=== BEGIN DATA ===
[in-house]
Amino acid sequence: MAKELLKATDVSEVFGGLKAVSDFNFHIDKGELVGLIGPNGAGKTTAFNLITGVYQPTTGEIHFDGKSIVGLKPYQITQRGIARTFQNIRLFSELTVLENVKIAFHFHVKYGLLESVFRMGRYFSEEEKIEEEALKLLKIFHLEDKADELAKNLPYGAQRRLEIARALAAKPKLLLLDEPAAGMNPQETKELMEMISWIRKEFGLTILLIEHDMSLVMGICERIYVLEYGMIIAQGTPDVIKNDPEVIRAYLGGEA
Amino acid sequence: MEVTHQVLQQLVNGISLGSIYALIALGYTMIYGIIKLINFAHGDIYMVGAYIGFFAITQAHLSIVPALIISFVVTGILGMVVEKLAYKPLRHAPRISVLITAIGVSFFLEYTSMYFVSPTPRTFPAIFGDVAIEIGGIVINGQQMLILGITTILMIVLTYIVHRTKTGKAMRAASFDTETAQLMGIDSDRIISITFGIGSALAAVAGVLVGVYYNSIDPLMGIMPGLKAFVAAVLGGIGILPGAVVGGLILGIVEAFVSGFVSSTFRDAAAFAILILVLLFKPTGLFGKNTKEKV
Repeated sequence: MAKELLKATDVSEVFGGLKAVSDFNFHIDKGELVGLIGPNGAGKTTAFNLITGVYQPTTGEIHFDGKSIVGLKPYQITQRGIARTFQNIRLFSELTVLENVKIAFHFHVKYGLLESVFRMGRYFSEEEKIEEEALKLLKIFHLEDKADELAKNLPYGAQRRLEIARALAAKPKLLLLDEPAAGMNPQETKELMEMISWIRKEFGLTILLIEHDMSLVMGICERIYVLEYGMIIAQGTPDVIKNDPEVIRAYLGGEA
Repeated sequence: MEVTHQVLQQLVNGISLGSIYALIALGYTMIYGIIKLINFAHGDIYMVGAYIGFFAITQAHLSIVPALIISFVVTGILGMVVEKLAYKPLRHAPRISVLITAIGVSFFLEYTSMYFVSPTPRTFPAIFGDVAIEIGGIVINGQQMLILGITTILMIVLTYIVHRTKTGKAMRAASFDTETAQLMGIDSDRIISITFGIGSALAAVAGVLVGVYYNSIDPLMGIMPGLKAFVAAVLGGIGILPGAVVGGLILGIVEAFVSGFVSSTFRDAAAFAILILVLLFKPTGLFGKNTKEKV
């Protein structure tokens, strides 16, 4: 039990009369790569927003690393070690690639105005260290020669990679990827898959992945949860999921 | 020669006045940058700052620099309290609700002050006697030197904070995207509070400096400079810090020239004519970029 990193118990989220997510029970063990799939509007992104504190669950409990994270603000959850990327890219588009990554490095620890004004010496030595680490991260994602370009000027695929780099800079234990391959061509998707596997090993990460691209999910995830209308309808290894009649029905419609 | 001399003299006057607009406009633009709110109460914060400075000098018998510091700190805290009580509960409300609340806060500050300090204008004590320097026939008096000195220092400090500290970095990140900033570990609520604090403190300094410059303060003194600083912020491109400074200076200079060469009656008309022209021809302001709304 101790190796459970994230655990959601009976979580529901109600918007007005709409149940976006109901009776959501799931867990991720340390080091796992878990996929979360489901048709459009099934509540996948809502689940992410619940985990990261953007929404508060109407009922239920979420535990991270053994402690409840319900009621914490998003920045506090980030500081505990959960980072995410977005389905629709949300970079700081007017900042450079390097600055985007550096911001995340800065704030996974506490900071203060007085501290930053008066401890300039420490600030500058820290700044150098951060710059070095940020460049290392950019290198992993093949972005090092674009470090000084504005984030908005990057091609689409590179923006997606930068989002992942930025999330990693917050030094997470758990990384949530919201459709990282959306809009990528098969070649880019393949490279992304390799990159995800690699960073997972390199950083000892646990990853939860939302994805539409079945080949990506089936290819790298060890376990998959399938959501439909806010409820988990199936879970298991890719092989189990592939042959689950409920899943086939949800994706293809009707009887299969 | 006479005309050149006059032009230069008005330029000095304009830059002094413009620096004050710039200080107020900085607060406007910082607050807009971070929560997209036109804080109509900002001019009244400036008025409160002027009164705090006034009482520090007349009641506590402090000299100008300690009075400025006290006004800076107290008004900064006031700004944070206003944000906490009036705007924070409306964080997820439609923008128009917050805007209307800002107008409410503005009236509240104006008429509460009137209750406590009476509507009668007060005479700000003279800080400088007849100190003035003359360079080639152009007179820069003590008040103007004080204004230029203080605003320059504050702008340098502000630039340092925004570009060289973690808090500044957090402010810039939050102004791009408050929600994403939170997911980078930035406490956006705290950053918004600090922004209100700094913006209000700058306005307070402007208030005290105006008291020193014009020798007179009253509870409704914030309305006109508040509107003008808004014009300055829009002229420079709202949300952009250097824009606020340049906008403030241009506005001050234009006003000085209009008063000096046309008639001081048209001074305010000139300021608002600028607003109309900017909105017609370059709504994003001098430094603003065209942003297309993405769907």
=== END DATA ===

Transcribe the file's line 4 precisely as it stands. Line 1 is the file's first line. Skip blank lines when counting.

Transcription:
Repeated sequence: MAKELLKATDVSEVFGGLKAVSDFNFHIDKGELVGLIGPNGAGKTTAFNLITGVYQPTTGEIHFDGKSIVGLKPYQITQRGIARTFQNIRLFSELTVLENVKIAFHFHVKYGLLESVFRMGRYFSEEEKIEEEALKLLKIFHLEDKADELAKNLPYGAQRRLEIARALAAKPKLLLLDEPAAGMNPQETKELMEMISWIRKEFGLTILLIEHDMSLVMGICERIYVLEYGMIIAQGTPDVIKNDPEVIRAYLGGEA